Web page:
Kurt Hackemer, panelist and history professor, said the report found little evidence for a "rigorous, systematic and effective approach" to addressing institutional diversity.
Hackemer quoted the report as saying, "'Although many people at USD are engaged in adhoc and meaningful efforts to serve and learn from diverse communities, and although those highly-localized efforts serve the community's needs in important ways, USD does not have an overarching plan to increase diversity.
"'Discussions with faculty and staff reveal that USD has the expertise, interest and passion to engage in powerful and distinctive ways with diverse communities, yet leadership's attention is essential to resolve the ongoing and challenging absence of ethnic and racial diversity in the curriculum, the student body and employees,'" he read.
Two concerns outlined in the report was a lack of planning in regard to recruiting, the curriculum and the staff, and "'little evidence the students truly understood the need for and importance of a diversity mission.
"'There seems to be silent mentality that diversity occurs in a specific or designated office, course or person,'" Hackemer read.
The university needs to give the HLC an update in 2014, he added.
Approximately 10 years ago, the previous HLC report led to the formation of a diversity plan and committee, Barb Yutrzenka said.
Boyd added that the Office of Diversity also was created, and a diversity officer was hired, along with outlining a list of goals.
"I think the only thing that really was realized out of that plan was the creation of an office of diversity. I think the rest of the plan kind of got lost after that," Boyd said.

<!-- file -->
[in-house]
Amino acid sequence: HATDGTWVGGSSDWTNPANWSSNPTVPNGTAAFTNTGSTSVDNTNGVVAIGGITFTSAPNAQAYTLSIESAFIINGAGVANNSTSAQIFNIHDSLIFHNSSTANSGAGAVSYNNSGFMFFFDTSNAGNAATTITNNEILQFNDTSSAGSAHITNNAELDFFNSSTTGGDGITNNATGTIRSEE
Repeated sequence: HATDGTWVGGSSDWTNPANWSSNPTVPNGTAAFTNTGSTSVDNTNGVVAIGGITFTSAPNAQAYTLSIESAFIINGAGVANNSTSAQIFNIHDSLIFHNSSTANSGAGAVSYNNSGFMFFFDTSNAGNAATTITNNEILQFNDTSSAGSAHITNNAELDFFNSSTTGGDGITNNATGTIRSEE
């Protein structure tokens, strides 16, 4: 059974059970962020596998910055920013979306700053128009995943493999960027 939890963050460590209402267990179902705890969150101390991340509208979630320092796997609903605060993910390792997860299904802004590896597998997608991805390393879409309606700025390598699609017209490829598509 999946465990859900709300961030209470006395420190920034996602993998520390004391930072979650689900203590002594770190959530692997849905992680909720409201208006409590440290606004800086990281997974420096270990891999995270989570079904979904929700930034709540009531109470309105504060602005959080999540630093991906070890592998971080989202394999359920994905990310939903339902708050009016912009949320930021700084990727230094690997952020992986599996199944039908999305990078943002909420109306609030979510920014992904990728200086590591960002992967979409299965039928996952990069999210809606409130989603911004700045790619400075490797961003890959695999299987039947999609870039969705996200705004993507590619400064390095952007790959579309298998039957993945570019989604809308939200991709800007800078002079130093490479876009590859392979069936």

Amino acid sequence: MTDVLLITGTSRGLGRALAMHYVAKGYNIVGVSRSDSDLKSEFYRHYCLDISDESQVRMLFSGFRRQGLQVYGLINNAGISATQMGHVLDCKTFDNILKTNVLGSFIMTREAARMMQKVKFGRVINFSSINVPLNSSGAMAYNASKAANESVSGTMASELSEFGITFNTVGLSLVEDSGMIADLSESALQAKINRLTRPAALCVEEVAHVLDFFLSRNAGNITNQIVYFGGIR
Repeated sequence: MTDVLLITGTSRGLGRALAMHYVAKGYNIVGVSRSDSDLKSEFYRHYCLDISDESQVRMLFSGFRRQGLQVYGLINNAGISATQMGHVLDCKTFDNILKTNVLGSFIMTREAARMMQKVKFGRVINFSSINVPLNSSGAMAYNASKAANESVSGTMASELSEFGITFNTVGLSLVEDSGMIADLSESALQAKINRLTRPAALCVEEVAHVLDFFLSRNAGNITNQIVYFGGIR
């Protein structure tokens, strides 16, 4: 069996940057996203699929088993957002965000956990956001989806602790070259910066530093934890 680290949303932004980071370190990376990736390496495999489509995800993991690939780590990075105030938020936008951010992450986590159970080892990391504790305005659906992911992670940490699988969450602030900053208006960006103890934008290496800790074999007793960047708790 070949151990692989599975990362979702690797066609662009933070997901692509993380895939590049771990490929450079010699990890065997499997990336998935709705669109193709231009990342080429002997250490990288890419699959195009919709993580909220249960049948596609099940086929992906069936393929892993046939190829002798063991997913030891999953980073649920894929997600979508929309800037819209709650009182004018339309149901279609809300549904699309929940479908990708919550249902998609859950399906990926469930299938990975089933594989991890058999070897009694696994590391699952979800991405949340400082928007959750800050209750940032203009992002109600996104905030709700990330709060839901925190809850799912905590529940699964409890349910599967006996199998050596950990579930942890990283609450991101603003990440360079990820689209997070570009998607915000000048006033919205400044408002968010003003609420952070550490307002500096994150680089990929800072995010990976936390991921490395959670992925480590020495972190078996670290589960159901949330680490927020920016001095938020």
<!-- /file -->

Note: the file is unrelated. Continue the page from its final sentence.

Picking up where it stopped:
Sorensen pointed out that there have been a lot of individual efforts over the years with organizations, committees and groups that started through the students, as opposed to the school.
From the audience, English professor Emily Haddad said the efforts could not start and stop with the students, that the university faculty was the "missing link in the equation."
"Students graduate, that's the point," Haddad said. "They come and then they go."
Some audience members said all kinds of student groups – social and ethnic – might not feels as welcome as they should, and hence stay in their own groups.
Other members of the audience said they want to see the university play a more active role in encouraging these various groups to interact with each other.
Boyd said she hoped last week's conversation would be a starting point for that kind of activity.
"We need to become allies for each other. We need to work together," she said. "I know looking at it from an ethnic minority perspective, there's not enough of any one minority group on this campus that can stand up and make something happen. And there's not enough of any of the other groups on campus that have a shared interest even to say, 'We're going to make things happen.' …
"We have to join forces, to lend our energy to each other, to come to a shared, unified idea and expectation," she said.
Courageous Conversations was sponsored by the USD Office of Diversity and hosted by the Campus Diversity Enhancement Group.